For moderate to severe acne, which OTC acne treatment and prescription medicines cannot cure, doctors may prescribe birth control pills to stop hormonal acne from forming. Hormonal pills that contain progesterone (a.k.a combination pills) are extremely effective at fighting acne.
Birth control pills can also prevent unwanted hair growth by reducing the levels of male hormones your ovaries produce.
7. Helps manage Polycystic Ovary Syndrome (PCOS)
PCOS is a common condition among young women. It’s a hormonal imbalance in which the ovaries produce extra amounts of testosterone, causing irregular periods, acne, and excess hair growth. Birth control pills help by evening out your hormones, reducing testosterone levels, and regulating your period.
8. Reduced risk of ovarian cysts
By preventing ovulation, birth control pills can prevent the ovarian cysts from forming. They can even stop former cysts from coming back.
9. Relief from Endometriosis symptoms
Endometriosis is a painful condition in which the lining of the uterus grows outside of it. While the pills don’t necessarily cure it, they help relieve the pain by stopping your periods.
10. Lower risk of endometrial and ovarian cancers, and other diseases
Women who have taken birth control pills are less likely to develop endometrial (uterine) cancer, a type of cancer that begins in the layer of cells that form the uterus lining. Studies also have shown that they lead to lower rates of ovarian cancers and pelvic diseases
So what’s the catch?
Before you head out to buy a pack, remember that they require a prescription from a healthcare provider, like a gynecologist or OB/GYN. Go for a consultation first because birth control pills are not for everyone.
For some, it could cause several physical and emotional symptoms. Side effects include very light bleeding or irregular periods, nausea, headaches, mood swings, breakouts, sore breasts, and weight change.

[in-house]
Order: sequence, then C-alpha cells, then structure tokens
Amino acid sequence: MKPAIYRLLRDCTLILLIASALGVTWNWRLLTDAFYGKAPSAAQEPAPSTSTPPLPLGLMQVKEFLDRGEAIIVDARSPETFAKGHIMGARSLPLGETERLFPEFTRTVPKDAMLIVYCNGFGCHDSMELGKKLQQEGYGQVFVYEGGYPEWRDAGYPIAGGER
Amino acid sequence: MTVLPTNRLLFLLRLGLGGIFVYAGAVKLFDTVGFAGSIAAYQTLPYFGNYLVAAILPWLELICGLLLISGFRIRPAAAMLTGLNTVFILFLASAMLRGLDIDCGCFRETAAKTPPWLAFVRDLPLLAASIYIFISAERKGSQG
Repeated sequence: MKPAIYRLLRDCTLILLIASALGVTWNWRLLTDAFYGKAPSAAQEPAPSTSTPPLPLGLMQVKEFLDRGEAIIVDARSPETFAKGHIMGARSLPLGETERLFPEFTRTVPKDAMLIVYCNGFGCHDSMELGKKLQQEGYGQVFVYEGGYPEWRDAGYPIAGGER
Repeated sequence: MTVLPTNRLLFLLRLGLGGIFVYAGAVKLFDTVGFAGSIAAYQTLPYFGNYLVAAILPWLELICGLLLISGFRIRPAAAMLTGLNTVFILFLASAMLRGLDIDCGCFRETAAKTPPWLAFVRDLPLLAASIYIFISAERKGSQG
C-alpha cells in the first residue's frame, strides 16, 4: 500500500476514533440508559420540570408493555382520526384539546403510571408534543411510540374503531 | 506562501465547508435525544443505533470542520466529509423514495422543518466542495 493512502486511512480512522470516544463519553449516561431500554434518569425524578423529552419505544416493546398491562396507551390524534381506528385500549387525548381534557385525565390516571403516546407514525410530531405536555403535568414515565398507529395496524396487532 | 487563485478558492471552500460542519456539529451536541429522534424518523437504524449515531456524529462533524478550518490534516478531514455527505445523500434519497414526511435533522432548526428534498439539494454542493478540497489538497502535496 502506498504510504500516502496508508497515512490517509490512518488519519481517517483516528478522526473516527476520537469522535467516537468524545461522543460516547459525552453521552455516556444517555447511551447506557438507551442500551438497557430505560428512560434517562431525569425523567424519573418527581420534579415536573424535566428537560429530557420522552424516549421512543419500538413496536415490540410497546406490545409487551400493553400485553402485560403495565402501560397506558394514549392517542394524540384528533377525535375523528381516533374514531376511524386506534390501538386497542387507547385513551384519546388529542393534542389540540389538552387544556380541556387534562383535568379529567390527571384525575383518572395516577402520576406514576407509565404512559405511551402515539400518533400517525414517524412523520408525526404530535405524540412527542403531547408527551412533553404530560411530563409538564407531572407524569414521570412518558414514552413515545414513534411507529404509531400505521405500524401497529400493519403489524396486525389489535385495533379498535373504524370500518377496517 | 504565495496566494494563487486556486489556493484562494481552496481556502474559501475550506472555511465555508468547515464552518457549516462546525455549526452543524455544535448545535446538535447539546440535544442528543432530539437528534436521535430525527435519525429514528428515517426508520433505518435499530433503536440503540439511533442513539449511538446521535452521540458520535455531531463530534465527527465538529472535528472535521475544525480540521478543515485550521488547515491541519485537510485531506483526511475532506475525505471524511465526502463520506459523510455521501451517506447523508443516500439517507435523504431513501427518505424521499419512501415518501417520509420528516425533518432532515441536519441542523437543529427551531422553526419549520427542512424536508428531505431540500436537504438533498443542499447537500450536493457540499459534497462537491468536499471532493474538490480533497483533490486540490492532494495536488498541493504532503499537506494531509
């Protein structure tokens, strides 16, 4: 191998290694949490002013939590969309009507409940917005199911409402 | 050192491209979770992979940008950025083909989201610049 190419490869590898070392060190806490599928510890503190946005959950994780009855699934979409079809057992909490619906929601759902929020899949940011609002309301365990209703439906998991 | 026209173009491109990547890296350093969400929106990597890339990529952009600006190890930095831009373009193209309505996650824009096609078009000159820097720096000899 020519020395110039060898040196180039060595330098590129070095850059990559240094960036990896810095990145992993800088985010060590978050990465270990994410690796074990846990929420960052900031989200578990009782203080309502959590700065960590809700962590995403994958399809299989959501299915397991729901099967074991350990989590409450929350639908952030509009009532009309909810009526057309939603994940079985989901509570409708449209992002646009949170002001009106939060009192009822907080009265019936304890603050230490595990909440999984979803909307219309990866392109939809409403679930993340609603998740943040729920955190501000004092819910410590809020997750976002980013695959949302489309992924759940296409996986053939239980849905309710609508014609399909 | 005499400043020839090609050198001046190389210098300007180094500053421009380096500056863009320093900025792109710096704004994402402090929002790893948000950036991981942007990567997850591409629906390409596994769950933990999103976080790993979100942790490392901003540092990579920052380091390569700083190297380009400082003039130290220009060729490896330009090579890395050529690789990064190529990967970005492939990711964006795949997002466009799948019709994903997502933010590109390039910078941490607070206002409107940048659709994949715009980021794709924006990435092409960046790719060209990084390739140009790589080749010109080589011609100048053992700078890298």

Side effects often go after the first three to four cycles. Take note of these symptoms and talk to your gynecologist, obstetrician, or dermatologists about them, especially if these warning signs are becoming severe. Discuss any medical history too, as well as the other medications you’re taking.
If you’re over the age of 35 and you’re a smoker, oral contraceptives may increase your risk of high blood pressure and blood clots. Some types, like combination pills, increase these risks even in nonsmokers. You may also avoid if you have (or have had) breast cancer, vein inflammation, blood clot disorder, heart problems, stroke, high blood pressure, diabetes, and liver disease.
It’s important to take note that each type of pill or birth control method can affect each woman differently. They have different doses and hormone combinations. You might need to try a few options and seek medical advice before finding out which one works best for you.
Author Bio: Carmina Natividad is a resident writer for , a Medical Aesthetic and Skin Cancer Centre providing top of the line services from industry-leading skin cancer treatments to innovative medical aesthetic procedures. She writes articles focusing on cosmetic, medical, and surgical care, and wellness.